During all the 42 years of his service at BJU, 32 of them as an administrator, he taught a substantial number of courses in Bible and theology every semester. The one year he didn’t teach near the end of his career, he authored the major book on theology mentioned above. He regularly contributed articles on Scripture topics to Biblical Viewpoint, the semi-annual journal of the School of Religion.

For years, every year, he preached frequently and powerfully in daily University chapel and the Sunday worship services held for our students on the BJU campus during that era. He was a favorite as a preacher at our annual Bible Conference. Whenever he spoke, there was fresh insight into the Word, both its meaning and its life application. Younger people found him engaging and interesting as a teacher and preacher.

Bob Jones III, BJU president during Dr. Wisdom’s tenure, summarized his impact on others well: “The warmth of his personality and his geniality coupled with his uncommon knowledge of the Scriptures, which made him wise and humble, were gifts from God and evidenced the filling of the Spirit in his life.” Dr. Bruce McAllister, former director of ministerial training at BJU, further noted, “His public ministry in chapel and worship services was marked by dignity, warmth, and humility.”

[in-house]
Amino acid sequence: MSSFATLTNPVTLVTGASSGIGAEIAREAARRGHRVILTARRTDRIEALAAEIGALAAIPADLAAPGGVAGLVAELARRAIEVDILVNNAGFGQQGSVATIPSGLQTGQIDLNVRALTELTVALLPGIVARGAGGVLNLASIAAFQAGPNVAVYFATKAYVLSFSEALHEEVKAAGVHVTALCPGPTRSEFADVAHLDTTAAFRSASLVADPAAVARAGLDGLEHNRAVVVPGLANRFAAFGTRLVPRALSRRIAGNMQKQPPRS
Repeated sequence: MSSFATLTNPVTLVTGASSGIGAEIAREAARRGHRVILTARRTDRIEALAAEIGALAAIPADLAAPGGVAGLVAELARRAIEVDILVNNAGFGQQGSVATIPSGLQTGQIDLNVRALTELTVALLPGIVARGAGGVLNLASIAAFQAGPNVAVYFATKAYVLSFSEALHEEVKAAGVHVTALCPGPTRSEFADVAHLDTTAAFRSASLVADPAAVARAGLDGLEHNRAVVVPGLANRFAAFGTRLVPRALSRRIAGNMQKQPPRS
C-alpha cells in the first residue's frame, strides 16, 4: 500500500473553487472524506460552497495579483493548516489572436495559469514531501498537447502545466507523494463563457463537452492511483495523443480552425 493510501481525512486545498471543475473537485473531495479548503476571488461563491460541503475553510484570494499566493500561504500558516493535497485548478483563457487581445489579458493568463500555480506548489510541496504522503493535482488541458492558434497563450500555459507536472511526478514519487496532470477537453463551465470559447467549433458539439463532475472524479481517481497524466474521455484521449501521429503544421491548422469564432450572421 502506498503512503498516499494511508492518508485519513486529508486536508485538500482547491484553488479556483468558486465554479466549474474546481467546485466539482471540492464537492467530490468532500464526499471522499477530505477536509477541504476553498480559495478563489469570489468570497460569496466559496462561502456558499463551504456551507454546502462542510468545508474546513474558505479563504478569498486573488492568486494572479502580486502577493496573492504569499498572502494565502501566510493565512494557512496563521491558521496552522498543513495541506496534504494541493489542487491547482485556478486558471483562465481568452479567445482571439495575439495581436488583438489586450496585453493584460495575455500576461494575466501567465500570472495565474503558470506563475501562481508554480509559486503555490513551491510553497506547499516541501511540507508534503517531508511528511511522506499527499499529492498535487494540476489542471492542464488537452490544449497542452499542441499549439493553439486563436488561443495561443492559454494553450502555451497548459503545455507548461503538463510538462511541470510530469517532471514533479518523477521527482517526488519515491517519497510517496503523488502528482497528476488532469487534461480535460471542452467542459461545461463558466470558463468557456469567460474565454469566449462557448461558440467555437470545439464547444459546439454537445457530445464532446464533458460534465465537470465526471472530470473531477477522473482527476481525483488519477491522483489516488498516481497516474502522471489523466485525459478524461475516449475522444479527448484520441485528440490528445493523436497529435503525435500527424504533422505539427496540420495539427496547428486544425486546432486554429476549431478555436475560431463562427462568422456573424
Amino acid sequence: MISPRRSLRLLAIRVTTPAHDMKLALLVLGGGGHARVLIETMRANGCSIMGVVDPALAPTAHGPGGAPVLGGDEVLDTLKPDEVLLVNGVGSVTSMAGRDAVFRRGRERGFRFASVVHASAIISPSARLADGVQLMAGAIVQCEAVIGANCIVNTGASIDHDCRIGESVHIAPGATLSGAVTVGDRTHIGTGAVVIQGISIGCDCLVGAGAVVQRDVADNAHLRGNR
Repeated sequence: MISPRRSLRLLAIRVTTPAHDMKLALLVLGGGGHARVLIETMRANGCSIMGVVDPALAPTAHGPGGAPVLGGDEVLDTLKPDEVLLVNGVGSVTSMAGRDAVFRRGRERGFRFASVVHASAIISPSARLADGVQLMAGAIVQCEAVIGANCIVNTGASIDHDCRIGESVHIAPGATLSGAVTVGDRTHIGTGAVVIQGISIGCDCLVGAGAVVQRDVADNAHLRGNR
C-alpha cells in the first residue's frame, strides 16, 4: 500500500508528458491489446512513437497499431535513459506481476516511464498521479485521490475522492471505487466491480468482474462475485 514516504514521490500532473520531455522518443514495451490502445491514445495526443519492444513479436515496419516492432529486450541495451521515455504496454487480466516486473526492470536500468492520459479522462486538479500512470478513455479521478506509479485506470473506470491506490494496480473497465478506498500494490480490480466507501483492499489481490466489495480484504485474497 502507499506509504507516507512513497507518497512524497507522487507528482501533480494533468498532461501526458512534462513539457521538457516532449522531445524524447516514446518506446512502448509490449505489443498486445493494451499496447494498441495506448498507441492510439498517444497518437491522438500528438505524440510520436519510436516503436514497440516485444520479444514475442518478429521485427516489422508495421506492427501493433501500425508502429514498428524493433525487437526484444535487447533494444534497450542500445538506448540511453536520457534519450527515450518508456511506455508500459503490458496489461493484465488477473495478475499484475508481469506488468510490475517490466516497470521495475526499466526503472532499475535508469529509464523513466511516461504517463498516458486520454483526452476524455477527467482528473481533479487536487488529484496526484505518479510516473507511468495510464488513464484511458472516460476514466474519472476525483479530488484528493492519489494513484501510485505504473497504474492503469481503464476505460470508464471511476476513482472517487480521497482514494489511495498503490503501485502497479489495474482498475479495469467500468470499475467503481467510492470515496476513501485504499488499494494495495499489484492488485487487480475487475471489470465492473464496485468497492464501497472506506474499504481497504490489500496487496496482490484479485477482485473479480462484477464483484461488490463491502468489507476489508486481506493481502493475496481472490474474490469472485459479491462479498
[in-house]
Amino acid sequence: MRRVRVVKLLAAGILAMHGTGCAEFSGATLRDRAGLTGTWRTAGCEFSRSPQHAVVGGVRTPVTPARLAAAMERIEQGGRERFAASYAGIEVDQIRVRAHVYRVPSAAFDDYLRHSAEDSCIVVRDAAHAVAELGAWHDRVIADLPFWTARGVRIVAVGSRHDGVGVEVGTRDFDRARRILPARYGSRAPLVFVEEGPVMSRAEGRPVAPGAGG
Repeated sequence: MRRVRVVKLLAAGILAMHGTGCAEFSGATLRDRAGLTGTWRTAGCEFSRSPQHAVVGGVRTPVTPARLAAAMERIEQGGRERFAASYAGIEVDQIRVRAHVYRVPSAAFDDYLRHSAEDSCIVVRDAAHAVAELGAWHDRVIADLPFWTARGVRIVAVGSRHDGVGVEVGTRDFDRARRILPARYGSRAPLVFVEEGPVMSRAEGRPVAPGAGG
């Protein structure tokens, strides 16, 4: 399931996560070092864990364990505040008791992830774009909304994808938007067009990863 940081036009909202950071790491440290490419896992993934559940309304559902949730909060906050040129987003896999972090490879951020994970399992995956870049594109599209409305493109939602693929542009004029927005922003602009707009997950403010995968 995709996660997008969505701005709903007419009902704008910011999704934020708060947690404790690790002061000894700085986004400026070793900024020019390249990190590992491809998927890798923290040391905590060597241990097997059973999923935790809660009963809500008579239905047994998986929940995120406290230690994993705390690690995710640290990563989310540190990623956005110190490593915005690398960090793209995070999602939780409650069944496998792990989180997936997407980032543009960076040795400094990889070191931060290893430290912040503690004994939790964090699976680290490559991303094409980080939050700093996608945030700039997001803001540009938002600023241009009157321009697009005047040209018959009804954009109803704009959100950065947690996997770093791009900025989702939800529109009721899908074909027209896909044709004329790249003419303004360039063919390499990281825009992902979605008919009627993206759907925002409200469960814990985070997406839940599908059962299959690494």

Before and after his retirement at 73, which lasted 17 years until his death, he traveled to Australia, the Philippines, Singapore, Mexico and Costa Rica to preach and teach the Word. Remarkably during this time, he taught the Word 20 times during multi-week trips to Russia and Ukraine, preaching in churches and training pastors across those countries in desperate need of the Gospel.

Until his entrance into heaven, he could be found virtually every Sunday when in Greenville preaching the Word at Shepherd’s Care Assisted Living Center, a ministry of BJU. Over all his years of service, he taught and preached at Hampton Park Baptist Church just a few miles from our campus, where he was a faithful member and leader.

His example as a servant of the Word left an indelible mark on his own children — Stephanie, Stephen and Daryl — who are all followers of Christ. Daryl, a graduate of BJU Seminary, has served now as a missionary teacher in South Korea for 10 years.